The Molecular Logic of Cellular Signaling Systems
By pushing the limits of existing 3D printing technologies, van Herpt has arrived at machines that produce larger forms and work with materials beyond conventional plastics. Out of paraffin and even clay, he has printed collections of objects that soften the precise and indifferent definition of industrial design. Vases seemingly handwoven by the hands of individual artisans, ceramics crafted with random imperfections, and pottery shaped by the environment they were made in—these manufactured objects demonstrate how van Herpt reinserts humanity into the man-made machine.
massimiliano adami‘s creative process is strongly focused on the production techniques, and how materials can be manipulated through high and low-tech processes. his elettroshock method is evidence of this – a procedure born out of his desire to procure a very simple way of fusing polyethylene powder into different objects.
A cross-disciplinary research lab at MIT inventing self-assembly and programmable material technologies aimed at reimagining construction, manufacturing, product assembly and performance. Self-Assembly is a process by which disordered parts build an ordered structure through local interaction. We have demonstrated that this phenomenon is scale-independent and can be utilized for self-constructing and manufacturing systems at nearly every scale. We have also identified the key ingredients for self-assembly as a simple set of responsive building blocks, energy and interactions that can be designed within nearly every material and machining process available. Self-assembly promises to enable breakthroughs across every applications of biology, material science, software, robotics, manufacturing, transportation, infrastructure, construction, the arts, and even space exploration. The Self-Assembly Lab is working with academic, commercial, nonprofit, and government partners, collaborators, and sponsors to make our self-assembling future a reality.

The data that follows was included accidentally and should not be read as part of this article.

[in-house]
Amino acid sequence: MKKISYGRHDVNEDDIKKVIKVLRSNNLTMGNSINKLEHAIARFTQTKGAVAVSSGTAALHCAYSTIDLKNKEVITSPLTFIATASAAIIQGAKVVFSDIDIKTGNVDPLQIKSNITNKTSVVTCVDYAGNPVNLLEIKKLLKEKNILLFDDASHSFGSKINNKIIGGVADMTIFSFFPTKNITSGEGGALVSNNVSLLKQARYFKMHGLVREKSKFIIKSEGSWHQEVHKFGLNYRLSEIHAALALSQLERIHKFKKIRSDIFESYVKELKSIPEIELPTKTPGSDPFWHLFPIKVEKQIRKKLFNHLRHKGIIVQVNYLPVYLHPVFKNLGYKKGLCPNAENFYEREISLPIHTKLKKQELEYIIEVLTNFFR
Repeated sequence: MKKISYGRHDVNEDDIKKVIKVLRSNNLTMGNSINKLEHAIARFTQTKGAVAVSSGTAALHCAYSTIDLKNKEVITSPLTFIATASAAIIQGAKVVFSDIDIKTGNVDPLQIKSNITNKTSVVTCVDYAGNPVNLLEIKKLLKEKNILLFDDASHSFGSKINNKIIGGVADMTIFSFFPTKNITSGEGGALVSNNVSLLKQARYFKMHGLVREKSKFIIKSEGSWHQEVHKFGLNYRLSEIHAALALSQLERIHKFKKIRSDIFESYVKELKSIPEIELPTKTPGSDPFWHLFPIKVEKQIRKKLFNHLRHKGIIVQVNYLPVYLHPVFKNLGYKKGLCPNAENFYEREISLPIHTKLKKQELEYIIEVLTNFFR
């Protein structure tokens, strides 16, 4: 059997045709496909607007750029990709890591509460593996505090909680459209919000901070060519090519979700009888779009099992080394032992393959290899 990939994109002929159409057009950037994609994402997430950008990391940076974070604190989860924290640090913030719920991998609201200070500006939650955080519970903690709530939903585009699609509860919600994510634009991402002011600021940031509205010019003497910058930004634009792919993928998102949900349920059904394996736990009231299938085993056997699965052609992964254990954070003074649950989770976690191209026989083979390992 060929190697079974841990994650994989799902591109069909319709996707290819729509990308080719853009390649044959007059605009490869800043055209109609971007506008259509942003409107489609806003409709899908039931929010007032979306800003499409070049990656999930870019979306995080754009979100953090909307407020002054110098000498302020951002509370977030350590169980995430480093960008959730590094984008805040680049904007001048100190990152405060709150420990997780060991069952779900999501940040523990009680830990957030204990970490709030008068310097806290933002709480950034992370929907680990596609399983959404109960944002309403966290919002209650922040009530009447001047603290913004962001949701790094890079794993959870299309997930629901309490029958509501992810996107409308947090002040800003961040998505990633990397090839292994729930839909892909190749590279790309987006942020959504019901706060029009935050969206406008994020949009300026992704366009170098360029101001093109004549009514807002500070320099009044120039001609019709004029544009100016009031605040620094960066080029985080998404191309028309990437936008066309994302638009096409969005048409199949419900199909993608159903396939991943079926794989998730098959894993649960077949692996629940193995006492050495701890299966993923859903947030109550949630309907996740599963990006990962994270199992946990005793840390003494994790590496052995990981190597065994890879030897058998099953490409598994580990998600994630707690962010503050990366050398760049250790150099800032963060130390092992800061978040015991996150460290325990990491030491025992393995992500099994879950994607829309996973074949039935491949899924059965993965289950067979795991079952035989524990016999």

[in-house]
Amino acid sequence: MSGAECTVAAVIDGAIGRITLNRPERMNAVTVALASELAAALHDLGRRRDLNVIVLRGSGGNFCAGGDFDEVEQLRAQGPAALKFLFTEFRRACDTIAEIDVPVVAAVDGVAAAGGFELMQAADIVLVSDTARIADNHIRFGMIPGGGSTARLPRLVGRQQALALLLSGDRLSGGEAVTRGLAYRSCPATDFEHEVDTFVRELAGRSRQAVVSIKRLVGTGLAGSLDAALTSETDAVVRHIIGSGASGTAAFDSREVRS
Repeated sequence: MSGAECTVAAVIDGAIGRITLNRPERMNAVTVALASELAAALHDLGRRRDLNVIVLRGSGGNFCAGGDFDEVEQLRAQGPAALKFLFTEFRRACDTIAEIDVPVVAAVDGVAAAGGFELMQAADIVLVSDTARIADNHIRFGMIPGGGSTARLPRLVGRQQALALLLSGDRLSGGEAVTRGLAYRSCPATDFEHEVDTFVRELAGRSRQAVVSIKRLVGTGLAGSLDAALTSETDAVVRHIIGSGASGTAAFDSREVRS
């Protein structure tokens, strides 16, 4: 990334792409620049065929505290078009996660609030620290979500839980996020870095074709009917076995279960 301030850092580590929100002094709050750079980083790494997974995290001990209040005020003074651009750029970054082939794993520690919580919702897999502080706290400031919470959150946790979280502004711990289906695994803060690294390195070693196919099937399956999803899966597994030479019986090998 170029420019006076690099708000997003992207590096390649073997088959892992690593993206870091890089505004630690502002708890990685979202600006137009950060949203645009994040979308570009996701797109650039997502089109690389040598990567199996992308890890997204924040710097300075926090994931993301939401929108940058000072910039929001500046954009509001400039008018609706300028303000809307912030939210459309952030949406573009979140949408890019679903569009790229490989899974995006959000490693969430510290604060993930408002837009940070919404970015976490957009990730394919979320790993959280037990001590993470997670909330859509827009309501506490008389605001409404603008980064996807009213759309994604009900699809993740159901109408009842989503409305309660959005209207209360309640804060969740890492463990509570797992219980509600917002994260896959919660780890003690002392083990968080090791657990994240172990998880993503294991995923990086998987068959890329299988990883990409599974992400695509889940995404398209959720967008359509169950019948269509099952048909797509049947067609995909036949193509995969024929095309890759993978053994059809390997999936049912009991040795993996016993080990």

MycoWorks creates sustainable design solutions with advanced biomaterials. Our process and designs are internationally recognized as foundational to the invention of mycotecture, the art of building with mycelium.
The Institute for Materialdesign IMD at HfG Offenbach is involved in the experimental intersecting of the design process with the diverse analogue and digital processes for materialization and form generation. Current technological developments have enabled the shift from the traditional material selection or material authenticity to the active and ongoing generation of forms and materials. Special attention is paid to the sometimes conflicting and contradictory processes and their inherent potential in a creative-scientific and interdisciplinary dialog.